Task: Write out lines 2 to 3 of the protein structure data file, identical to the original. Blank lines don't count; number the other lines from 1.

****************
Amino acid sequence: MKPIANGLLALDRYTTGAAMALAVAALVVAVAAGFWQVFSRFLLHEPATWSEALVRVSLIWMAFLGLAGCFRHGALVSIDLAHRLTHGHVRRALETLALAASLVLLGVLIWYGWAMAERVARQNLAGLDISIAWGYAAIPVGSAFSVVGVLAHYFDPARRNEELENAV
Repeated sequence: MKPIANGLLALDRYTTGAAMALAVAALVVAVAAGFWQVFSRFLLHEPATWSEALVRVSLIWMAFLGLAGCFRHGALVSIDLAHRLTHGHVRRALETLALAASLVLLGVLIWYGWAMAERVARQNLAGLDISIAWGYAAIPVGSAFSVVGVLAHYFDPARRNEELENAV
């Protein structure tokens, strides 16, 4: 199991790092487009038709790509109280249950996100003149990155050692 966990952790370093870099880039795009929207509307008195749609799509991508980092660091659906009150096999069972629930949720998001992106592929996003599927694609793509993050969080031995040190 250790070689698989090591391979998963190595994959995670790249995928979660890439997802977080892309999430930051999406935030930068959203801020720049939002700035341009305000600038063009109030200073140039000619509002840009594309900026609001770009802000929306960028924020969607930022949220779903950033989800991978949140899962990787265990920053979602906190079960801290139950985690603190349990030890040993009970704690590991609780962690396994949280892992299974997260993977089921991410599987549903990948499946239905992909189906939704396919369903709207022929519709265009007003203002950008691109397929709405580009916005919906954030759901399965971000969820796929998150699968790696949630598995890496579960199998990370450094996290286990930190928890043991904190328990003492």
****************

Repeated sequence: MKPIANGLLALDRYTTGAAMALAVAALVVAVAAGFWQVFSRFLLHEPATWSEALVRVSLIWMAFLGLAGCFRHGALVSIDLAHRLTHGHVRRALETLALAASLVLLGVLIWYGWAMAERVARQNLAGLDISIAWGYAAIPVGSAFSVVGVLAHYFDPARRNEELENAV
């Protein structure tokens, strides 16, 4: 199991790092487009038709790509109280249950996100003149990155050692 966990952790370093870099880039795009929207509307008195749609799509991508980092660091659906009150096999069972629930949720998001992106592929996003599927694609793509993050969080031995040190 250790070689698989090591391979998963190595994959995670790249995928979660890439997802977080892309999430930051999406935030930068959203801020720049939002700035341009305000600038063009109030200073140039000619509002840009594309900026609001770009802000929306960028924020969607930022949220779903950033989800991978949140899962990787265990920053979602906190079960801290139950985690603190349990030890040993009970704690590991609780962690396994949280892992299974997260993977089921991410599987549903990948499946239905992909189906939704396919369903709207022929519709265009007003203002950008691109397929709405580009916005919906954030759901399965971000969820796929998150699968790696949630598995890496579960199998990370450094996290286990930190928890043991904190328990003492």